Aslaug Sigurdsdóttir, (Swedish Aslög), nicknamed Kráka, Randalín, was a legendary Danish queen from the 9th century.
She is described in detail in the saga of Ragnar Lothbrok and mentioned in the Ragnarssona þáttr and the Snorra Edda.
Aslaug is the daughter of Sigurd Fafnesbani (Siegfried the dragon slayer) and the Valkyrie Brynhild. After their violent death, Brynhild's foster father Heimir takes care of Aslaug.
Concerned for her safety, he has a large harp made in which he can hide the girl. The harp is also filled with precious clothes and gold. When the child cries, he plays for Aslaug to soothe her, for he is a great harp player.
Arriving at a mighty river, he washes the girl and gives her food. Disguised as a poor harpist, he travels through Norway until one day he comes to Spangereid in Lindesnes to the farm of Åke and Grima and asks for a night's lodging.
At first he is hospitably received and entertained. He leaves the harp near him, but Grima sees a scrap of precious cloth sticking out of the harp and a golden ring shimmering under Heimir's torn clothes.
Grima spurs her husband Åke to kill the strange guest in order to obtain the supposed riches. Åke hesitates at first, but when Grima hints that the stranger has approached her, he slays Heimir with an axe while he sleeps.
When they subsequently break open the harp by force, they discover Aslaug, who is as beautiful as they have ever seen a girl. They name her Kráka (Crow) after Grima's mother and raise Aslaug as their own daughter.
But since they are both ugly and do not want to arouse suspicion, they force the girl to blacken her face with soot and henceforth wear black clothes to hide her noble ancestry.
Kráka has to work hard for them and lives in poor conditions similar to Cinderella until she becomes queen by marrying Ragnar Lothbrok.
Aslaug's epithet Kráka refers on the one hand to her dark appearance (black, dirty clothes, blackened face), reminiscent of a crow. But it may also refer to Aslaug's role as stepmother (to Agnarr and Eirekr, the sons of her husband Ragnar).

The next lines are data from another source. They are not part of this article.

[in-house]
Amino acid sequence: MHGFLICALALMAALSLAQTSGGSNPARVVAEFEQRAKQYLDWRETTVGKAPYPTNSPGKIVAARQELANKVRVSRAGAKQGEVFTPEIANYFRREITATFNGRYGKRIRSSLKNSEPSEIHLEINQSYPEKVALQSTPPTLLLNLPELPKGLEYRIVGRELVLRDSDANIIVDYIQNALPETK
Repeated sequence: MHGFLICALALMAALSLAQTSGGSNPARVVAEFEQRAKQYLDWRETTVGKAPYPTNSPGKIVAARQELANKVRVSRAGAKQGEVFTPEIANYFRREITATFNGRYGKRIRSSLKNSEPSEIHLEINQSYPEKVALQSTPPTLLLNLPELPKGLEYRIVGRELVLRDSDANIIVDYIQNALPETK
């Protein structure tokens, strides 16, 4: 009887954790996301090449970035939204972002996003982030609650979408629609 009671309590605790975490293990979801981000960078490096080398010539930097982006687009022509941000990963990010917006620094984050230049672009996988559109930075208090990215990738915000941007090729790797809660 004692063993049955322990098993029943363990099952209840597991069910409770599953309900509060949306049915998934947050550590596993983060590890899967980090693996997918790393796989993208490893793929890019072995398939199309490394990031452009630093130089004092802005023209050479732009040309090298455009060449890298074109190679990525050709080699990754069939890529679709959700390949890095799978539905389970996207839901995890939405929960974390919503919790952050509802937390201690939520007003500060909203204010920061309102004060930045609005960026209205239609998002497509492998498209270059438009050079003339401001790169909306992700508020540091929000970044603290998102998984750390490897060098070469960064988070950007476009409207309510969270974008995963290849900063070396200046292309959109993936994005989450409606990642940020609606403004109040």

Thus, in Norwegian fairy tales wicked stepmothers bear the name Kråke (Kráka), while in Faroese fairy tales nasty stepsisters are called Krákudóttir. In any case, a bird name is obvious for someone who, like Aslaug - as an inheritance from her father - understands the bird language.
After Ragnar's wife Thora dies, he sails to Norway and drops anchor in a small harbor off Spangereid in Lindesnes. He sends his men out to get food on land.
They see a small farm with a garden and think it will be easier to carry out their assigned task of baking bread there. At the farm they meet Grima and ask her to help them bake bread.
Grima informs them that her hands are too stiff for this work, but that she has a daughter named Kráka who can help them.
Aslaug had already seen the ships in the harbor early in the morning while tending sheep, and had washed against Grima's wishes, since no one should see how beautiful she was.
When Kráka returns to the farm, the men are amazed at her beauty and wonder if she is really the daughter of the ugly Grima.
The doubting men agree with the beautiful Aslaug that she kneads the dough while they bake the bread. Though the girl fulfills her part of the task, Ragnar's men cannot take their eyes off her, and the bread burns in the oven.
When the men return to the ship with the burnt bread, they tell King Ragnar about the beautiful Aslaug and that they have never seen a more beautiful female in the world.
Ragnar, however, is sure that no woman could be more beautiful than his deceased Thora. He orders the girl to come to the ship.